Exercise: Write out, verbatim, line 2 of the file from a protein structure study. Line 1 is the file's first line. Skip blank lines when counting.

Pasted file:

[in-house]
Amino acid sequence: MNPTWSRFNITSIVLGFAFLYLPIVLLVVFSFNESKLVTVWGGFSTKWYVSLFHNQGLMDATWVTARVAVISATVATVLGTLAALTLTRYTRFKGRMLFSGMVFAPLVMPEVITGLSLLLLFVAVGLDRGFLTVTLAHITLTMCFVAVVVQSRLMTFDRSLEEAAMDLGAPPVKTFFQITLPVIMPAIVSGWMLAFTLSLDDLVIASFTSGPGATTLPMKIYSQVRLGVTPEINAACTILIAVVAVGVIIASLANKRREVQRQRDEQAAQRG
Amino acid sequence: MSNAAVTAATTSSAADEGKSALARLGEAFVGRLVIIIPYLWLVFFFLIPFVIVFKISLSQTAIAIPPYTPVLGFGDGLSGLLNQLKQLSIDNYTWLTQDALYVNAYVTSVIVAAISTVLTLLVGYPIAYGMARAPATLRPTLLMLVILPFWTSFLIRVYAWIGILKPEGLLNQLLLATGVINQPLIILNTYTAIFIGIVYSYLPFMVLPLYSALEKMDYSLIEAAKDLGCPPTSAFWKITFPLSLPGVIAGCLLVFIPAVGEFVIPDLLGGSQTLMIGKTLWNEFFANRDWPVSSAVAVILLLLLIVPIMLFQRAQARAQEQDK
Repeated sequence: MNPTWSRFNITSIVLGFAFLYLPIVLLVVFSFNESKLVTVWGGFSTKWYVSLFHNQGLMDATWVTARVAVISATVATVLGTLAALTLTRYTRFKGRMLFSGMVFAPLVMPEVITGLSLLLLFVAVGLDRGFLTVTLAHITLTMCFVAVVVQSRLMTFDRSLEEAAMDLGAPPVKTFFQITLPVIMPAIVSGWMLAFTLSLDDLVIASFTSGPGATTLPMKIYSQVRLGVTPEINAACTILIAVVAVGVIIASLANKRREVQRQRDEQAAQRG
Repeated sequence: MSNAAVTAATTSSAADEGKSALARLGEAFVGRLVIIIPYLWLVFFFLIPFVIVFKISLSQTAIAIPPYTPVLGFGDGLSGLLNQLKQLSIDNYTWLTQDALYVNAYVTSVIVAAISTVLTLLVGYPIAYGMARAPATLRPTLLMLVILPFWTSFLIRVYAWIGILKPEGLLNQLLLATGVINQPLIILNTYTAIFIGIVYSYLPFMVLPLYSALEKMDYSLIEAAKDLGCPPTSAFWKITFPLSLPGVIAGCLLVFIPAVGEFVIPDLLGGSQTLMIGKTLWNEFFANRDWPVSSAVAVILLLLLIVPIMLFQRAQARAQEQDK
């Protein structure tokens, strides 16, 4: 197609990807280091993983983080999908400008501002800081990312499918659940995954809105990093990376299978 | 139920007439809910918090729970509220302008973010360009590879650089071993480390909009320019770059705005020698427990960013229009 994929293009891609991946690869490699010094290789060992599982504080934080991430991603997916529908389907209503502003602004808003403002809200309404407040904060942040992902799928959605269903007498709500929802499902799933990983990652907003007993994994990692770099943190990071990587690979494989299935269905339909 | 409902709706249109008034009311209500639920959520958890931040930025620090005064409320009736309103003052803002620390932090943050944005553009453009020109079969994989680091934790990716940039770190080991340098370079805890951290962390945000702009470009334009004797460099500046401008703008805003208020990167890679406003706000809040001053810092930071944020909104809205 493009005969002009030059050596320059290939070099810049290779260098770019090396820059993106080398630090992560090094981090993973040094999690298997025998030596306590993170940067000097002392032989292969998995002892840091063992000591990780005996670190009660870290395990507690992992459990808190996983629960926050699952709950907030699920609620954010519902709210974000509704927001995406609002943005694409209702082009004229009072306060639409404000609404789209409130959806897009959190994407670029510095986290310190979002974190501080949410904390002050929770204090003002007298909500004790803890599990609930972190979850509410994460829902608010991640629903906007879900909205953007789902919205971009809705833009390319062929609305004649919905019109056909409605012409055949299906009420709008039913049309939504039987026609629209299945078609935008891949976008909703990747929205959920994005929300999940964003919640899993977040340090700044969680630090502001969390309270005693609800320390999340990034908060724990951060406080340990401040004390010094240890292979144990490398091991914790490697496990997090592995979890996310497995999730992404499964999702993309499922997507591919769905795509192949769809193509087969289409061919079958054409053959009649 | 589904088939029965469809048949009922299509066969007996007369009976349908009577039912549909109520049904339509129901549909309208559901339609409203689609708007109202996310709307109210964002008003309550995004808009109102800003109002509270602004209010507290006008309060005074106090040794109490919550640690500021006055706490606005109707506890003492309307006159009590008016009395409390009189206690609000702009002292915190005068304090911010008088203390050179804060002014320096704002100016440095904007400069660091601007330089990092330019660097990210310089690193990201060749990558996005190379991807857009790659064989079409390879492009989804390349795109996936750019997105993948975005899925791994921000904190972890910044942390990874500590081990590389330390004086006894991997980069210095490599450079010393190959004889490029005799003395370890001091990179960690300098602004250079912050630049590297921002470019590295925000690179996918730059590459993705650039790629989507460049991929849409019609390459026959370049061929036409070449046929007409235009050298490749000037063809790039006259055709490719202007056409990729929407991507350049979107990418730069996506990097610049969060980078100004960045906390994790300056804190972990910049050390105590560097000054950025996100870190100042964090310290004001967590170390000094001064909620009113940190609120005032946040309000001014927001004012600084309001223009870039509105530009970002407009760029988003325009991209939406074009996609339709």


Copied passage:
Amino acid sequence: MNPTWSRFNITSIVLGFAFLYLPIVLLVVFSFNESKLVTVWGGFSTKWYVSLFHNQGLMDATWVTARVAVISATVATVLGTLAALTLTRYTRFKGRMLFSGMVFAPLVMPEVITGLSLLLLFVAVGLDRGFLTVTLAHITLTMCFVAVVVQSRLMTFDRSLEEAAMDLGAPPVKTFFQITLPVIMPAIVSGWMLAFTLSLDDLVIASFTSGPGATTLPMKIYSQVRLGVTPEINAACTILIAVVAVGVIIASLANKRREVQRQRDEQAAQRG